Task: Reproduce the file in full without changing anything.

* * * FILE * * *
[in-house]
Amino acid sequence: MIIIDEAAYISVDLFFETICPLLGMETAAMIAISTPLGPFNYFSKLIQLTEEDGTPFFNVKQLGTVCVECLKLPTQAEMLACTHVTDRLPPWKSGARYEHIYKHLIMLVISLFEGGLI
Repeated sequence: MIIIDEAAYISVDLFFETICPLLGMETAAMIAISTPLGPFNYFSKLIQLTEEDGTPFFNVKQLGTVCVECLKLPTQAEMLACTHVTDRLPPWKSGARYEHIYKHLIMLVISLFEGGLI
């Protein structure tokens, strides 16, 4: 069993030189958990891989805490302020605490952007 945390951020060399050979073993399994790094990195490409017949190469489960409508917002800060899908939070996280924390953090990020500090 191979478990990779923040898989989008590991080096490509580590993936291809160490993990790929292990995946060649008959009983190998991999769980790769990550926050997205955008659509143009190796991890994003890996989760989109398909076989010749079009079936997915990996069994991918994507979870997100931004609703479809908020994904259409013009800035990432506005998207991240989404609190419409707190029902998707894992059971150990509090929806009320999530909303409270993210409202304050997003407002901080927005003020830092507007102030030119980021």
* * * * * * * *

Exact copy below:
[in-house]
Amino acid sequence: MIIIDEAAYISVDLFFETICPLLGMETAAMIAISTPLGPFNYFSKLIQLTEEDGTPFFNVKQLGTVCVECLKLPTQAEMLACTHVTDRLPPWKSGARYEHIYKHLIMLVISLFEGGLI
Repeated sequence: MIIIDEAAYISVDLFFETICPLLGMETAAMIAISTPLGPFNYFSKLIQLTEEDGTPFFNVKQLGTVCVECLKLPTQAEMLACTHVTDRLPPWKSGARYEHIYKHLIMLVISLFEGGLI
């Protein structure tokens, strides 16, 4: 069993030189958990891989805490302020605490952007 945390951020060399050979073993399994790094990195490409017949190469489960409508917002800060899908939070996280924390953090990020500090 191979478990990779923040898989989008590991080096490509580590993936291809160490993990790929292990995946060649008959009983190998991999769980790769990550926050997205955008659509143009190796991890994003890996989760989109398909076989010749079009079936997915990996069994991918994507979870997100931004609703479809908020994904259409013009800035990432506005998207991240989404609190419409707190029902998707894992059971150990509090929806009320999530909303409270993210409202304050997003407002901080927005003020830092507007102030030119980021």